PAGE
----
Release date: 2012 / 340 pages
Synopsis(from Amazon): Before the Rain tells the story of love unexpected, its fragile bounds and subtle perils. As a newspaper editor in the ’80s, Luisita Torregrosa lived her career. Enter Elizabeth, a striking, reserved, and elusive writer with whom Torregrosa falls deeply in love. Their story—irresistible romance, overlapping ambitions, and fragile union—unfolds as the narrative shifts to the Philippines and the fall of Ferdinand Marcos. There, on that beautiful, troubled island, the couple creates a world of their own, while covering political chaos and bloody upheavals. What was effortless abroad becomes less idyllic when they return to the United States, and their ending becomes as surprising and revealing as their beginning.
Review: Before the Rain is challenging to review since it is a memoir tracing the arc of a relationship in an attempt to make sense of and pay homage to the author’s great defining love — “reviewing” this memoir feels as if I am reviewing their relationship. However, Luisita Lopez Torresgrosa also has a fascinating, exciting life as an editor, a correspondent, and a writer. Many of her adventures are entwined with Elizabeth, and Torregrosa’s clear-eyed honesty (as far as the reader can tell — Elizabeth’s story may be strikingly different, although Torregrosa does not portray Elizabeth in any light other than that of adoration and love) is heart-wrenching at times, but does elevate the memoir beyond the inner workings of one couple.
In addition, Torregrosa’s writing is lovely — reminiscent of Didion in her reportorial tone, but resplendent with imagery; she brings to life Washington D.C., Manila, and New York City in striking relief — neither over-glorifying or denigrating any place. She understands the power a place has over its inhabitants — the dank, difficult aspects as well as the breath-taking beauty and majesty:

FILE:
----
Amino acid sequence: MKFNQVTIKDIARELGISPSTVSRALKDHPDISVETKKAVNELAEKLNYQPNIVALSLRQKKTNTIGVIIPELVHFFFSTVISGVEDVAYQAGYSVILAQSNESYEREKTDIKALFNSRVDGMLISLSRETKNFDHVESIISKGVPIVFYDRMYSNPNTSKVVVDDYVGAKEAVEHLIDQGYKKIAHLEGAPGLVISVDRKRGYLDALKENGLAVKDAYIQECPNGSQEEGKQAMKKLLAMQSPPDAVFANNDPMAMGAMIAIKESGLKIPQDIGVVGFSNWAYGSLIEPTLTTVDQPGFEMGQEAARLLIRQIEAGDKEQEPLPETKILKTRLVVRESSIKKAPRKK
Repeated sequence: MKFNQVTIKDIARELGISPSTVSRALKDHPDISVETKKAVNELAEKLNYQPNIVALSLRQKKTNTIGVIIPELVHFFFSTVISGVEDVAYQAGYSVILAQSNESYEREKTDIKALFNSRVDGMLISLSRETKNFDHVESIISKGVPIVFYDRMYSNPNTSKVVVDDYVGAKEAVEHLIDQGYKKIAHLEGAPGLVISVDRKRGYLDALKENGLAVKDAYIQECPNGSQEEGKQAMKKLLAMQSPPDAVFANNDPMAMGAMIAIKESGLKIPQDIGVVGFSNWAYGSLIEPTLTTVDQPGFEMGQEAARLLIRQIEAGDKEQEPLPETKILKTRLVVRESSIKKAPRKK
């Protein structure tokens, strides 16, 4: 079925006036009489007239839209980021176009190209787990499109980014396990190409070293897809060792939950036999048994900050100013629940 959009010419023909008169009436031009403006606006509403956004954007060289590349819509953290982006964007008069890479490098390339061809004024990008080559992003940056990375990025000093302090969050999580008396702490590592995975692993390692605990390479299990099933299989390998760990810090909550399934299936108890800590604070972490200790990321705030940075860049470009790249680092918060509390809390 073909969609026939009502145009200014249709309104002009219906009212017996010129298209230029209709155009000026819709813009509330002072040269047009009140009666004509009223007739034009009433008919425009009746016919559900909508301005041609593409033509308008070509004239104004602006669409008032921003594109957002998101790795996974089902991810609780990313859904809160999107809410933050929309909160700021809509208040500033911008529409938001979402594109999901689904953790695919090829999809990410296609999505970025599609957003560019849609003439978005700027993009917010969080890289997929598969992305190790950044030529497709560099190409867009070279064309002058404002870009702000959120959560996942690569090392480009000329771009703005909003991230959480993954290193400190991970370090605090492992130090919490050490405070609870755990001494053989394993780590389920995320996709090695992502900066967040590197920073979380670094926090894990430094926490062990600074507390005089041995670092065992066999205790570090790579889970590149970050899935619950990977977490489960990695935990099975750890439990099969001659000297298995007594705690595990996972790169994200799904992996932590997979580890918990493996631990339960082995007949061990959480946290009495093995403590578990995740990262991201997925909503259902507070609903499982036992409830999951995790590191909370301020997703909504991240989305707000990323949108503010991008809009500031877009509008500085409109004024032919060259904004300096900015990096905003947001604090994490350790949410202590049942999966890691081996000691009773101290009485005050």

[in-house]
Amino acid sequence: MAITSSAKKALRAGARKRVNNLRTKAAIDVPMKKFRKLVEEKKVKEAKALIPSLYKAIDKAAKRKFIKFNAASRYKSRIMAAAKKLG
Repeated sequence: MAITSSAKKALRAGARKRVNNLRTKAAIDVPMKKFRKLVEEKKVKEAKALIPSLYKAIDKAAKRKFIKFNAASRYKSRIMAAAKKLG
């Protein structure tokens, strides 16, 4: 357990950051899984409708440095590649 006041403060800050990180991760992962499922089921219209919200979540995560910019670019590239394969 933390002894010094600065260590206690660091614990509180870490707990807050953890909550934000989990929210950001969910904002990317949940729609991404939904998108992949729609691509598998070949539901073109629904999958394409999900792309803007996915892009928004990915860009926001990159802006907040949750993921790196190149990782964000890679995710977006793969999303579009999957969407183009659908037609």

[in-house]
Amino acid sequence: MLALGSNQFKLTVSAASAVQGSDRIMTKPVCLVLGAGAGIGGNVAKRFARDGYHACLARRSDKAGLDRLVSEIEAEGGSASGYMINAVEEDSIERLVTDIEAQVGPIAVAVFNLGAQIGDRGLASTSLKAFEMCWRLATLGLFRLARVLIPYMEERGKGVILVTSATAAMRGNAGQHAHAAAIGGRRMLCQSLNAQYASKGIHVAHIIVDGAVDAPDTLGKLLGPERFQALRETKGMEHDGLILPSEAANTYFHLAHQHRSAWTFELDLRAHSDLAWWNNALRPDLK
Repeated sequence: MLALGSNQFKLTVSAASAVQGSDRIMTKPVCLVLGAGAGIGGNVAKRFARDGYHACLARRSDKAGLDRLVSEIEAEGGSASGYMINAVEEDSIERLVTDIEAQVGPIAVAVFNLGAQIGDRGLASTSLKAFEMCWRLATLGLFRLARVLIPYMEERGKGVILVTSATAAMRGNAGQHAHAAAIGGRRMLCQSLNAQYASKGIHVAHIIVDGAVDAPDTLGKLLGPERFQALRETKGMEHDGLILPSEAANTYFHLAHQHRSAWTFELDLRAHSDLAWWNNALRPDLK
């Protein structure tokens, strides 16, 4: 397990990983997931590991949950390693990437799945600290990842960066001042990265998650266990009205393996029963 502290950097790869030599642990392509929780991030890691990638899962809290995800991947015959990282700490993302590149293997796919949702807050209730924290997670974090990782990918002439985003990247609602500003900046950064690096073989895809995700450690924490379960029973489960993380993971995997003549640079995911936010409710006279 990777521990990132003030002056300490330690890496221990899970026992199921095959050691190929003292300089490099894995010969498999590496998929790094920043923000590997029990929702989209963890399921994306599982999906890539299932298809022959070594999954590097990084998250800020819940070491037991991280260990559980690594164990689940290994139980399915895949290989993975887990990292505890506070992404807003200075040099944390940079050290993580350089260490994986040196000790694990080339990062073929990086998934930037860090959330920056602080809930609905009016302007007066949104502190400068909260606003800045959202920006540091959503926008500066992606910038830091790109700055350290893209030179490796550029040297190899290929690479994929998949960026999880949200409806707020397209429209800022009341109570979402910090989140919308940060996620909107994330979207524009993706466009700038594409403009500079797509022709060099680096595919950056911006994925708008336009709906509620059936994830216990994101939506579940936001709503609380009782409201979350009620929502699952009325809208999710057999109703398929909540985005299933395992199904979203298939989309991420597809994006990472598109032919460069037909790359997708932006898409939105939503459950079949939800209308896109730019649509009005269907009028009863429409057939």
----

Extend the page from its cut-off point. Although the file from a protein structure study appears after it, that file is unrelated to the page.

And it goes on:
The sky here, and all the spring skies of this place of robins and cardinals, her kind of place, this sky over me has no traces today of clouds. It is perfect, cerulean, azure, azul, all the words we use to describe a sky that is simply itself, pristine, newborn.
When I look back to that August in Manila, I must begin with the rain. It came in gulps, torrents, slashing across the world, drowning it. The sky, a crisscross of flashes, lightning snapping, became a vast black sea, exploding.
New York had always been a seduction. It would always be the city that stole my heart when I fourteen, when the city seemed to rise to meet me as I peered down on it from my window seat on a Pan Am clipper. The building shooting into the sky seemed great monuments to me, defying gravity, beyond imagination.
I do recommend Before the Rain, but found it quite heartbreaking. I’m not sure it would spark book club discussion, but is a wonderful example of how great writing can create place and time and hopefully heal inescapable wounds.
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Other stops on the tour:
Wednesday, August 22nd: Unabridged Chick
Monday, September 3rd: Dreaming in Books
Thursday, September 6th: A Reader of Fictions
Monday, September 10th: Between the Covers
Tuesday, September 18th: Book Club Classics!
Monday, September 24th: Sophisticated Dorkiness
Tuesday, September 25th: Bonjour, Cass!
Wednesday, September 26th: Silver & Grace
Thursday, September 27th: Stuff as Dreams are Made On
TBD: The Written World
TBD: Raging Bibliomania